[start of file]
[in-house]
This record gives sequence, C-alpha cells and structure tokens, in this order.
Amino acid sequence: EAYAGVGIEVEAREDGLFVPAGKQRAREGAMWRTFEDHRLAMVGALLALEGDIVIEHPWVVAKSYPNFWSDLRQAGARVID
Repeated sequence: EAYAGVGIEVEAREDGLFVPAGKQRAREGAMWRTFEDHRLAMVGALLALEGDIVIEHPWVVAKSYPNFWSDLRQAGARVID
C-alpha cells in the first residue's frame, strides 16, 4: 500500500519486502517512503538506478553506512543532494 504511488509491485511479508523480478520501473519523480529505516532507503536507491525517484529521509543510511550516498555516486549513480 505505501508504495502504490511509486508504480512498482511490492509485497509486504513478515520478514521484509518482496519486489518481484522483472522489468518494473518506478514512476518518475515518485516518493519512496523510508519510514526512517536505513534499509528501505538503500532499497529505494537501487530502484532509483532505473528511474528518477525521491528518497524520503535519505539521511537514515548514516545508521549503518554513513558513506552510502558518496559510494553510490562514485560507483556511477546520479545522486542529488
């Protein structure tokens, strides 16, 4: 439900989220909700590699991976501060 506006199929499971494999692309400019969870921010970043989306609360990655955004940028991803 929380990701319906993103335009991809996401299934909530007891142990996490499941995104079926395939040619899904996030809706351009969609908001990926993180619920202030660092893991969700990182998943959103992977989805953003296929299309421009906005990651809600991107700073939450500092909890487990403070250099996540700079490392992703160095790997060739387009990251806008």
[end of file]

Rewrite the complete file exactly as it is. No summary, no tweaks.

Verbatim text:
[in-house]
This record gives sequence, C-alpha cells and structure tokens, in this order.
Amino acid sequence: EAYAGVGIEVEAREDGLFVPAGKQRAREGAMWRTFEDHRLAMVGALLALEGDIVIEHPWVVAKSYPNFWSDLRQAGARVID
Repeated sequence: EAYAGVGIEVEAREDGLFVPAGKQRAREGAMWRTFEDHRLAMVGALLALEGDIVIEHPWVVAKSYPNFWSDLRQAGARVID
C-alpha cells in the first residue's frame, strides 16, 4: 500500500519486502517512503538506478553506512543532494 504511488509491485511479508523480478520501473519523480529505516532507503536507491525517484529521509543510511550516498555516486549513480 505505501508504495502504490511509486508504480512498482511490492509485497509486504513478515520478514521484509518482496519486489518481484522483472522489468518494473518506478514512476518518475515518485516518493519512496523510508519510514526512517536505513534499509528501505538503500532499497529505494537501487530502484532509483532505473528511474528518477525521491528518497524520503535519505539521511537514515548514516545508521549503518554513513558513506552510502558518496559510494553510490562514485560507483556511477546520479545522486542529488
């Protein structure tokens, strides 16, 4: 439900989220909700590699991976501060 506006199929499971494999692309400019969870921010970043989306609360990655955004940028991803 929380990701319906993103335009991809996401299934909530007891142990996490499941995104079926395939040619899904996030809706351009969609908001990926993180619920202030660092893991969700990182998943959103992977989805953003296929299309421009906005990651809600991107700073939450500092909890487990403070250099996540700079490392992703160095790997060739387009990251806008």